Farmworkers fired for seeking shelter from California wildfire
At least 15 workers at Crisalida Farms in Oxnard, California, found themselves struggling to breathe last week as the Camarillo Springs wildfire blackened the sky with smoke and ash. The blaze damaged more than a dozen houses, threatened 4,000 homes, and burned a store of highly toxic pesticides that caught fire at an agricultural property.
Located just 11 miles south of the fire, workers at the Southern California strawberry farm had a difficult time breathing as they laboriously worked in the fields. Their boss had warned them that taking a break would compromise their jobs, and they were faced with a dilemma.
“The ashes were falling on top of us,” one of the workers told NBC LA. “[But] they told us if we leave, there would be no job to return to.”
On the evening of May 2, the Camarillo fire had reached about 10,000 acres and was only 10 percent contained. About 11,500 people had been evacuated at this point as hazmat teams warned locals not to inhale the smoke – especially since it contained toxic chemicals from the pesticides that had caught on fire.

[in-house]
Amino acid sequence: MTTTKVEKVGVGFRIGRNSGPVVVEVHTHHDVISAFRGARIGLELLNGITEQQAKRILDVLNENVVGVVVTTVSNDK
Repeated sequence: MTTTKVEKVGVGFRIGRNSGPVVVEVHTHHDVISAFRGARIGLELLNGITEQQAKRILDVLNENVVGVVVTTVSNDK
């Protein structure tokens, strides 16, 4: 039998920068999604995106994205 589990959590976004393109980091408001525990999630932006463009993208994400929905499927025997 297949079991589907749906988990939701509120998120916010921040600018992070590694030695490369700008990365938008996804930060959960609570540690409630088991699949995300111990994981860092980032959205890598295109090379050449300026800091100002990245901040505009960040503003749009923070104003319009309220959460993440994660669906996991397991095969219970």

But this warning was ignored by the management team of Crisalida Farms. The workers ultimately had to choose between their health or their jobs – and a group of 15 chose to walk off of the fields on May 2 to seek shelter from the suffocating smoke and ash.
When the workers returned to the fields on the morning of May 3, they found out that they had all been fired.
“While it hurts to lose work, one’s health is more important,” said one terminated farm worker.
Distressed about the situation, the laborers contacted the United Farm Workers union. Even though none of them were union members, the group tried to help them as best as they could. Lauro Barrajas, a UFW representative, met with the farm’s management team and argued that no laborers should be forced to work under dangerous conditions where health or safety is at stake.
“The smoke was very bad. [There’s] no doubt about that,” he told NBC.
A representative for Crisalida Farms argued that the workers left without permission and needed to file orders before walking off the job, according to the American television network Telemundo, which broadcasts in Spanish.
After negotiations, the farm company came to an agreement with the union and offered to rehire all 15 of the laid-off workers – but only one chose to return to the company that put its workers' health at risk.